Marketing industry watchers have been quick to tweet about Twitter ad sightings during recent mornings when they’ve spotted either a “Promoted Tweet” or “Promoted Trend.” Big brands like Disney, Sony, cable TV channel TNT, Nike, and Starbucks are among those to have tested the formats.
But, what about the 105 million consumers who use Twitter? Are they noticing those ads? Results from a consumer panel will likely someday shed light on that question. Until then, it’s fair game to wonder how the ads are performing.
“I hope Twitter is doing research because I am definitely curious,” said Ian Shafer, CEO of social media agency Deep Focus. “I am sure right now there is a big early adapter discount going on with that program because no one knows [exactly] what it does.”
Schafer added that there is an inherent social media risk involved with the ad buys. He pointed to the example of a Promoted Trend campaign for the TV show “Hawthorne” by TNT in late June. As reported by social media blogger Alex Schleber, the Twitter account for the show’s star Jada Pinkett-Smith was included in the campaign, although the account hadn’t been updated for months. A stream of negative comments ensued about that particular oversight and about the TV show in general.
“You don’t want to pay for negative commentary,” Shafer said. “Because it is social media, people sometimes walk into it with cold feet. But at the end of the day, they ultimately are going to have to get comfortable because their brand is what people say it is - not what the brand thinks it is.”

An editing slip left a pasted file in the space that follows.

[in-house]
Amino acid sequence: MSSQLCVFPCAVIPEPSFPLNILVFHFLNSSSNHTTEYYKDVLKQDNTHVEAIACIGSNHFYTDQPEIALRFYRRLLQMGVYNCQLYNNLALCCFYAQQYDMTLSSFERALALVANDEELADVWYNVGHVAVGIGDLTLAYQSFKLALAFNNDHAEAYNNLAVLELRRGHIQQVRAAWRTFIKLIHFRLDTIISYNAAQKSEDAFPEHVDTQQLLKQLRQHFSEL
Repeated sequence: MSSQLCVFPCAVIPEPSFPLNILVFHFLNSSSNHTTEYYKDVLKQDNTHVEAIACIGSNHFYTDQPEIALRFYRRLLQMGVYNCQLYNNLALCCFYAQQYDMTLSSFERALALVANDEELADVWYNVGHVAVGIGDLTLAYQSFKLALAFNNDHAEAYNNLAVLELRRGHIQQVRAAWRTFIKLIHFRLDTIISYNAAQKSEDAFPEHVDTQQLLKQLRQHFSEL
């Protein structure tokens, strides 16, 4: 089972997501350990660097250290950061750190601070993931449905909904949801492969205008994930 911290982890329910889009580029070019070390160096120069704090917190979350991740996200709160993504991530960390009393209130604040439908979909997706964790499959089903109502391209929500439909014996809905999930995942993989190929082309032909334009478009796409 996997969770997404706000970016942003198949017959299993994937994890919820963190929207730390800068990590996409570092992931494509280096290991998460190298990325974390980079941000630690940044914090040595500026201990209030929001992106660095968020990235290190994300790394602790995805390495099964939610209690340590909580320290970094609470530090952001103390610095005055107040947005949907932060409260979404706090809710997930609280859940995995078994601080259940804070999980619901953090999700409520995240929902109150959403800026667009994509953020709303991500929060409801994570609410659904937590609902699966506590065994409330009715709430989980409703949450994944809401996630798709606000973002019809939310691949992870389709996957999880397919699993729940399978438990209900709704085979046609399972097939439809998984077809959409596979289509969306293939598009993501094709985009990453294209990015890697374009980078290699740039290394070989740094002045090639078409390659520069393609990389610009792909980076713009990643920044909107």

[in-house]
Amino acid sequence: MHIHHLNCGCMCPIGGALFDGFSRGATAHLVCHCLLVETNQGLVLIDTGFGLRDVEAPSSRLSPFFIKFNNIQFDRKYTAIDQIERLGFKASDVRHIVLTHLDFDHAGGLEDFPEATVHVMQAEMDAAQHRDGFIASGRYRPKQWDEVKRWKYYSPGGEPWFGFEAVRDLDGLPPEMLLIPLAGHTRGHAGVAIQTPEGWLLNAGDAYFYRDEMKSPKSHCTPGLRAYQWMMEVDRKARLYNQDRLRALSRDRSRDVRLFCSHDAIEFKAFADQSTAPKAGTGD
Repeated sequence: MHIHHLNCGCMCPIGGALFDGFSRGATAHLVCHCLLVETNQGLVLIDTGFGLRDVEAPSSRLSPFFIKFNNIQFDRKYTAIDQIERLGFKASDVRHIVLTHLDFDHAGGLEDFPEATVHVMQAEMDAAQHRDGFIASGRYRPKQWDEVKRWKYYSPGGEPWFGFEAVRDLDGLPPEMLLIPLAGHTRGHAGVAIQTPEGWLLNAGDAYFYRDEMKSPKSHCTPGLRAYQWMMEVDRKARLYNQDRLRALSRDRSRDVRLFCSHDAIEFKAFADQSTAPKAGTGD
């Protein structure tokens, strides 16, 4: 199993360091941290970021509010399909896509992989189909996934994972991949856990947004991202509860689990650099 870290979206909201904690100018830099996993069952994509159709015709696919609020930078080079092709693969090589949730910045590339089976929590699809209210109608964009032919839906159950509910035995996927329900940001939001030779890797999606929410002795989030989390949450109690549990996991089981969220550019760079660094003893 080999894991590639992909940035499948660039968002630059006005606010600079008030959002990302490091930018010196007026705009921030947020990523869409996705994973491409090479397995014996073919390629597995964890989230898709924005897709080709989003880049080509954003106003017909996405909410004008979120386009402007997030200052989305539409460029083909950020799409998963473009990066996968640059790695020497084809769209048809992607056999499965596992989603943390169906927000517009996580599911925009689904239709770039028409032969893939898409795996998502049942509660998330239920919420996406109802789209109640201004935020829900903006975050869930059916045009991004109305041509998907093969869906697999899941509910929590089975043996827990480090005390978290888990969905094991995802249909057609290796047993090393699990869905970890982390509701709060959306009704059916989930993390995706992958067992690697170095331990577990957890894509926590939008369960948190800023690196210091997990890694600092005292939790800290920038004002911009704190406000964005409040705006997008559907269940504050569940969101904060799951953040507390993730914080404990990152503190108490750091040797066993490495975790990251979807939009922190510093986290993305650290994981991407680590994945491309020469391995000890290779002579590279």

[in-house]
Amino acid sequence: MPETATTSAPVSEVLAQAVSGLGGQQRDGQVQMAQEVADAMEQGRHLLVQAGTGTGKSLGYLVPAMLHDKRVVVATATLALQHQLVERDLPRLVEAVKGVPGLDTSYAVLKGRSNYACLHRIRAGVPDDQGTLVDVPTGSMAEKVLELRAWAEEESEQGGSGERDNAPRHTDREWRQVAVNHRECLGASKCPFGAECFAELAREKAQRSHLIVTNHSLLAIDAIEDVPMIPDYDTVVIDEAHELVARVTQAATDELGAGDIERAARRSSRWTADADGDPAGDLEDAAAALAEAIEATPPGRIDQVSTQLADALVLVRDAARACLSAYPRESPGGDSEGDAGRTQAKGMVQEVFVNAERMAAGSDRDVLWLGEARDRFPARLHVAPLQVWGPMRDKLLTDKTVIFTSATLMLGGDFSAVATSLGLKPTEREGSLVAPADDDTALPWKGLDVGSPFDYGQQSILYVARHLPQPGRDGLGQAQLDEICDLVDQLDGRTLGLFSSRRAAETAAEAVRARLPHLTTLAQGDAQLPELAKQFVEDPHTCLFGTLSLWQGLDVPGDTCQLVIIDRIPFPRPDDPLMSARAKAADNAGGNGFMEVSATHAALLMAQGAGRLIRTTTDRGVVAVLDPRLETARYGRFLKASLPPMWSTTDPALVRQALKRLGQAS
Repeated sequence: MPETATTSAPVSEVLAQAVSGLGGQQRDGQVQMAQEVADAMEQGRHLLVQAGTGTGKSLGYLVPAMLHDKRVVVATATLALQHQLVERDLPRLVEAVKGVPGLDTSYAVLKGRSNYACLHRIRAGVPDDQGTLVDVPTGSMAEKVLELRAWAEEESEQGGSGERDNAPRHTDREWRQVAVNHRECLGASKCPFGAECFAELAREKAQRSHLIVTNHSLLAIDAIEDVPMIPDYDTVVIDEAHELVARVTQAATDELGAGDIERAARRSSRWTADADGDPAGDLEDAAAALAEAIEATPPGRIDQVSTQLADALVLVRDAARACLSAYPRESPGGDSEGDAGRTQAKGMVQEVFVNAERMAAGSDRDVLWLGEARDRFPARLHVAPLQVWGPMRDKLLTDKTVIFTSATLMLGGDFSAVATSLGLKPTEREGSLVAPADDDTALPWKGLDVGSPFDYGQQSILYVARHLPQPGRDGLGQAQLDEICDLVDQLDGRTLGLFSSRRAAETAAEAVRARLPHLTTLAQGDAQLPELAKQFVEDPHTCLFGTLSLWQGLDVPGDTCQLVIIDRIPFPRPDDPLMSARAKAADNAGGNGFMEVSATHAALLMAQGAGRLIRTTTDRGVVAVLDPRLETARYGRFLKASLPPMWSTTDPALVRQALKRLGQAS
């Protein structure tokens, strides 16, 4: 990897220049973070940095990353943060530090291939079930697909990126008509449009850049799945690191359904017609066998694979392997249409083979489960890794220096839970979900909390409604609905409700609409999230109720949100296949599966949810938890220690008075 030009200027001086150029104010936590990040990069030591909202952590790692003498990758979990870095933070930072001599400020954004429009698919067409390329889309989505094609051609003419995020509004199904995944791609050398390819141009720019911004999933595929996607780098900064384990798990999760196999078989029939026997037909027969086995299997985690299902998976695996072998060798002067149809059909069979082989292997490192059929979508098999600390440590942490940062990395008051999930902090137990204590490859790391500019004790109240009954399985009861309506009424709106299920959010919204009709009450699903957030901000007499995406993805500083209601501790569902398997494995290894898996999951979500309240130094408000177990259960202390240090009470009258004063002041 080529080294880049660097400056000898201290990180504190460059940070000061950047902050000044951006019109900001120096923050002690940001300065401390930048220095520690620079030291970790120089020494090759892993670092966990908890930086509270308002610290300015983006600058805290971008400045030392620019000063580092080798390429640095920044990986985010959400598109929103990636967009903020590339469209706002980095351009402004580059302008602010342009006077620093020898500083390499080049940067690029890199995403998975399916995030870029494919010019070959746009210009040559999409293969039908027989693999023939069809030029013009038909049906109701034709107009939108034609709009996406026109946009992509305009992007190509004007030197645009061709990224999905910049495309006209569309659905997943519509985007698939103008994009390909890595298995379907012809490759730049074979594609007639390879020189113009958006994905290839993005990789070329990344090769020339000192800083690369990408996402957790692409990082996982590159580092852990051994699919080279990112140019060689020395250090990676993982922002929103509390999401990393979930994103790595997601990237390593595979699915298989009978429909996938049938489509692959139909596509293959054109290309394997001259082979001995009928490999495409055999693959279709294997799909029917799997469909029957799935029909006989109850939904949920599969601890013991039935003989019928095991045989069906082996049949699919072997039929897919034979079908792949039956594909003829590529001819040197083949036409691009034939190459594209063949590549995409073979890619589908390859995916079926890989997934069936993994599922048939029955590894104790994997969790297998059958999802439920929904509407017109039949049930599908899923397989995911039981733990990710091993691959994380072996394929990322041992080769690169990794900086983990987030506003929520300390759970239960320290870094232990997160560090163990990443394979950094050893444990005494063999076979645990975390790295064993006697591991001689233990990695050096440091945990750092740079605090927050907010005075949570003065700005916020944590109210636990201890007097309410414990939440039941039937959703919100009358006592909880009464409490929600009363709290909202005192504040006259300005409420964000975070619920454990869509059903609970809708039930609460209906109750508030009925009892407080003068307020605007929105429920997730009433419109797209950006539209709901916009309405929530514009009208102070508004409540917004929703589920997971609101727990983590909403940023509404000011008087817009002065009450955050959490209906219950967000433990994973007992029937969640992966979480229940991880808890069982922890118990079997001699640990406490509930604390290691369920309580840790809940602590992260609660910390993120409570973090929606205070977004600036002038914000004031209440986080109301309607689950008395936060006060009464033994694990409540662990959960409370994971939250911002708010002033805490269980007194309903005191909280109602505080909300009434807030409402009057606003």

Twitter and advertisers have kept pricing information close to the vest. Many brands that have appeared on Promoted Trends have been movies like Disney’s “Despicable Me” (image lower right) and “The Sorcerer’s Apprentice, and Sony’s “The Social Network.” Shafer said that associating one’s brand with the hot topics of the day will likely continue to attract advertisers.
“Everyone feels like they need to see that movie so they can talk about it on Monday,” he said. “And Twitter is everybody’s Monday. Every day is Monday for Twitter in a good way because it’s the first place where people go to get a pulse for others.”
Dave Evans is a consultant with 2020Social, the author of “Social Media Marketing: An Hour a Day,” and a ClickZ columnist. While he for the most part seemed to agree with Shafer, Evans also wondered about the long-term viability of the formats.
“My personal opinion is that these ads will work in the short term because some marketers will buy them,” the India-based Evans wrote in an e-mail to ClickZ. “The idea of ‘appearing in Twitter…’ will be appealing, just as ‘appearing in the Super Bowl…’ is appealing. At the same time, other brands will recognize that consumers are increasingly ignoring these ads, so the actual utility is questionable.”
While data from Promoted Tweets and Promoted Trends hasn’t been made public, the box office performance by Disney’s “Despicable Me” suggests that the Promoted Trend it purchased two weeks ago certainly didn’t hurt matters. The animated movie was the No. 1 box office grosser with $60.1 million in ticket sales for its opening weekend in the days after its paid Twitter appearance.